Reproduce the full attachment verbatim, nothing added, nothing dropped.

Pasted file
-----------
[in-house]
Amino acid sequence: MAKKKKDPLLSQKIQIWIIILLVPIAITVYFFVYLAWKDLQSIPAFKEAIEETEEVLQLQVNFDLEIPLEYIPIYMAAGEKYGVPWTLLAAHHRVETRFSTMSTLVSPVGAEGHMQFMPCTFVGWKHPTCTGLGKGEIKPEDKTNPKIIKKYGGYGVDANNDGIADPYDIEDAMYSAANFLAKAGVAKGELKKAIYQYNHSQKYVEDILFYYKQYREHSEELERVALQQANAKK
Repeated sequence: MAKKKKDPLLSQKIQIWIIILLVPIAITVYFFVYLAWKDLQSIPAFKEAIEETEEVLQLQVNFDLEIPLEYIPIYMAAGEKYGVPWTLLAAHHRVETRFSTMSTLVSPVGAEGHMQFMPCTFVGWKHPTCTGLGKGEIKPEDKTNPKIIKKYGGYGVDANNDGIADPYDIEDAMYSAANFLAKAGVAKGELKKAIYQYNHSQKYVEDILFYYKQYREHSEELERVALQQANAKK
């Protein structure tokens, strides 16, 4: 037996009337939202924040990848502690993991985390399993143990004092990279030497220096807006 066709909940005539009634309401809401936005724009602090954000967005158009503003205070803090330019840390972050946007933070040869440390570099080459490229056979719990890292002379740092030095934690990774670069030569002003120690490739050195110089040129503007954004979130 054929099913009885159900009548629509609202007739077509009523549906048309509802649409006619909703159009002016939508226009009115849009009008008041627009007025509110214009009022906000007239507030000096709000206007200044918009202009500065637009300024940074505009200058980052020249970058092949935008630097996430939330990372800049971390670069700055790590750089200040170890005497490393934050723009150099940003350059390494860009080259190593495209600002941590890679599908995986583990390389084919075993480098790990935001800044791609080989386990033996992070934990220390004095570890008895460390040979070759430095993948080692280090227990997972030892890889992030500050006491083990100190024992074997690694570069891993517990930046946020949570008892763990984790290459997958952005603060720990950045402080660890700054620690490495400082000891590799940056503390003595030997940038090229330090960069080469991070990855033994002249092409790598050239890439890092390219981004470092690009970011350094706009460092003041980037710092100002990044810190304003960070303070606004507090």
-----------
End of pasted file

[in-house]
Amino acid sequence: MAKKKKDPLLSQKIQIWIIILLVPIAITVYFFVYLAWKDLQSIPAFKEAIEETEEVLQLQVNFDLEIPLEYIPIYMAAGEKYGVPWTLLAAHHRVETRFSTMSTLVSPVGAEGHMQFMPCTFVGWKHPTCTGLGKGEIKPEDKTNPKIIKKYGGYGVDANNDGIADPYDIEDAMYSAANFLAKAGVAKGELKKAIYQYNHSQKYVEDILFYYKQYREHSEELERVALQQANAKK
Repeated sequence: MAKKKKDPLLSQKIQIWIIILLVPIAITVYFFVYLAWKDLQSIPAFKEAIEETEEVLQLQVNFDLEIPLEYIPIYMAAGEKYGVPWTLLAAHHRVETRFSTMSTLVSPVGAEGHMQFMPCTFVGWKHPTCTGLGKGEIKPEDKTNPKIIKKYGGYGVDANNDGIADPYDIEDAMYSAANFLAKAGVAKGELKKAIYQYNHSQKYVEDILFYYKQYREHSEELERVALQQANAKK
């Protein structure tokens, strides 16, 4: 037996009337939202924040990848502690993991985390399993143990004092990279030497220096807006 066709909940005539009634309401809401936005724009602090954000967005158009503003205070803090330019840390972050946007933070040869440390570099080459490229056979719990890292002379740092030095934690990774670069030569002003120690490739050195110089040129503007954004979130 054929099913009885159900009548629509609202007739077509009523549906048309509802649409006619909703159009002016939508226009009115849009009008008041627009007025509110214009009022906000007239507030000096709000206007200044918009202009500065637009300024940074505009200058980052020249970058092949935008630097996430939330990372800049971390670069700055790590750089200040170890005497490393934050723009150099940003350059390494860009080259190593495209600002941590890679599908995986583990390389084919075993480098790990935001800044791609080989386990033996992070934990220390004095570890008895460390040979070759430095993948080692280090227990997972030892890889992030500050006491083990100190024992074997690694570069891993517990930046946020949570008892763990984790290459997958952005603060720990950045402080660890700054620690490495400082000891590799940056503390003595030997940038090229330090960069080469991070990855033994002249092409790598050239890439890092390219981004470092690009970011350094706009460092003041980037710092100002990044810190304003960070303070606004507090």